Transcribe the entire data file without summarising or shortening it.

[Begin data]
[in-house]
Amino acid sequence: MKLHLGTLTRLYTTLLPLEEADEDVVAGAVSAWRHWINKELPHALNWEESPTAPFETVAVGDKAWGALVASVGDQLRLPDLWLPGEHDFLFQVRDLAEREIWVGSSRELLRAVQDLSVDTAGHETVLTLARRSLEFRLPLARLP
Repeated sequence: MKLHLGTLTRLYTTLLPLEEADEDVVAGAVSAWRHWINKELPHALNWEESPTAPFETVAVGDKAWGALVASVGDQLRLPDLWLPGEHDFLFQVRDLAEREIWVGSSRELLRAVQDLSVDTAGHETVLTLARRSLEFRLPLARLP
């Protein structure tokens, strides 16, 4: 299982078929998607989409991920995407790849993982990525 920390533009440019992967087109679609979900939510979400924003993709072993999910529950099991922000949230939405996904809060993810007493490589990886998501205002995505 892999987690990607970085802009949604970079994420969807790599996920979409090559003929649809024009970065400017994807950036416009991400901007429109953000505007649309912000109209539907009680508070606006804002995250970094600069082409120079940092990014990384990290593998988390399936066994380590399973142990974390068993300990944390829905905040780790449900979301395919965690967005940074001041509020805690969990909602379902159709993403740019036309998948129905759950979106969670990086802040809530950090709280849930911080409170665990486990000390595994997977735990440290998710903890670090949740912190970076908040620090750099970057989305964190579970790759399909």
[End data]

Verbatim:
[in-house]
Amino acid sequence: MKLHLGTLTRLYTTLLPLEEADEDVVAGAVSAWRHWINKELPHALNWEESPTAPFETVAVGDKAWGALVASVGDQLRLPDLWLPGEHDFLFQVRDLAEREIWVGSSRELLRAVQDLSVDTAGHETVLTLARRSLEFRLPLARLP
Repeated sequence: MKLHLGTLTRLYTTLLPLEEADEDVVAGAVSAWRHWINKELPHALNWEESPTAPFETVAVGDKAWGALVASVGDQLRLPDLWLPGEHDFLFQVRDLAEREIWVGSSRELLRAVQDLSVDTAGHETVLTLARRSLEFRLPLARLP
């Protein structure tokens, strides 16, 4: 299982078929998607989409991920995407790849993982990525 920390533009440019992967087109679609979900939510979400924003993709072993999910529950099991922000949230939405996904809060993810007493490589990886998501205002995505 892999987690990607970085802009949604970079994420969807790599996920979409090559003929649809024009970065400017994807950036416009991400901007429109953000505007649309912000109209539907009680508070606006804002995250970094600069082409120079940092990014990384990290593998988390399936066994380590399973142990974390068993300990944390829905905040780790449900979301395919965690967005940074001041509020805690969990909602379902159709993403740019036309998948129905759950979106969670990086802040809530950090709280849930911080409170665990486990000390595994997977735990440290998710903890670090949740912190970076908040620090750099970057989305964190579970790759399909």